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Title: Exploring the fate of mRNA in aging seeds: protection, destruction, or slow decay?

item Fleming, Margaret
item PATTERSON, ERIC - Colorado State University
item Reeves, Patrick
item Richards, Christopher
item GAINES, TODD - Colorado State University
item Walters, Christina

Submitted to: Journal of Experimental Botany
Publication Type: Peer Reviewed Journal
Publication Acceptance Date: 6/18/2018
Publication Date: 6/12/2018
Citation: Fleming, M.B., Patterson, E., Reeves, P.A., Richards, C.M., Gaines, T., Walters, C.T. 2018. Exploring the fate of mRNA in aging seeds: protection, destruction, or slow decay? Journal of Experimental Botany. 69(18):4309-4321.

Interpretive Summary: A chemical test of seed aging would save millions of dollars a year for agriculture by obviating expensive viability monitoring tests and avoiding unscheduled losses in seed quality. This kind of test has been elusive because all molecules within the cell degrade with time and so there is no particular chemical signal. Our work here focuses on mRNA, which is the intermediary molecule used by cells to translate genetic code from DNA into proteins that carry out metabolism. The mRNA transcripts degrade during seed aging like other molecules. We discovered here that degradation of mRNA results in molecular fissures, and these can be detected using tiny amounts of seed or seed parts, automated sequencing techniques, and standardized comparisons to reference sequences in genomic libraries. This approach brings us a new capacity to detect chemical change while seeds are dying, and future pursuits may reveal the breaking point of seed aging that limits a seed’s ability to germinate.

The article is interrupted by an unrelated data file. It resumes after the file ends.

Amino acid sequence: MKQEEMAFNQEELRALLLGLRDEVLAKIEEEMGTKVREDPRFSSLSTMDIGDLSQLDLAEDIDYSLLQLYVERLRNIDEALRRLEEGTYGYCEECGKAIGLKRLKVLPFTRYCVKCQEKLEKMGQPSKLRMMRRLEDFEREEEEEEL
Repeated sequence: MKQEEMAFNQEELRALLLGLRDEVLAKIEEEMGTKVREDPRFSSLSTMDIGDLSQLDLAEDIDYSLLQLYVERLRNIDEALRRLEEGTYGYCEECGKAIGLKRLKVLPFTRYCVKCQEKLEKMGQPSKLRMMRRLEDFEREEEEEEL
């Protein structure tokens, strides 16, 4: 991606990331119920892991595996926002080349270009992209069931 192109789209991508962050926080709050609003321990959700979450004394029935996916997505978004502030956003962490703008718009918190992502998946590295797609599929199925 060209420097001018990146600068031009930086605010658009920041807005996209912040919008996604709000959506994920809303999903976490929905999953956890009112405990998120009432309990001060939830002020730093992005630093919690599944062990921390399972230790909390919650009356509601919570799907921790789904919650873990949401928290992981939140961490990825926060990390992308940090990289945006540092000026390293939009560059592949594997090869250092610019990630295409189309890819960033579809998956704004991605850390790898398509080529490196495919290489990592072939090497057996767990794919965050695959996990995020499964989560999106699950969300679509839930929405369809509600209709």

Technical Abstract: Chemical degradation of dry seeds is slow, and aging processes eventually result in seed death. Extant hypotheses of aging mechanisms involve all classes of biological molecules, but, to date, only degradation of total RNA has been detected in dry seeds contemporaneously with viability loss. Therefore, an analysis of the soybean seed transcriptome was undertaken to quantify changes specific to mRNAs. Up- and down-regulation of transcripts does not occur in dry seeds because they lack integrated metabolism. However, we detected strong evidence of fragmented molecules, compared to reference transcripts, using new, whole-molecule sequencing techniques. Molecules of mRNA broke at non-specific positions all along the transcript and greater fragmentation occurred in longer transcripts, consistent with proposed mechanisms of molecular fission by free radical attack at random bases. This study provides an approach to identify markers of aging that have been elusive in the past, potentially by comparing distribution of transcript lengths relative to reference lengths as a function of storage time. Highest incidence of intact mRNAs was observed in the shortest transcripts, which might suggest these are the most protected and essential for germination. Yet, seeds died despite high integrity of these mRNAs, suggesting they are not the factor limiting germination.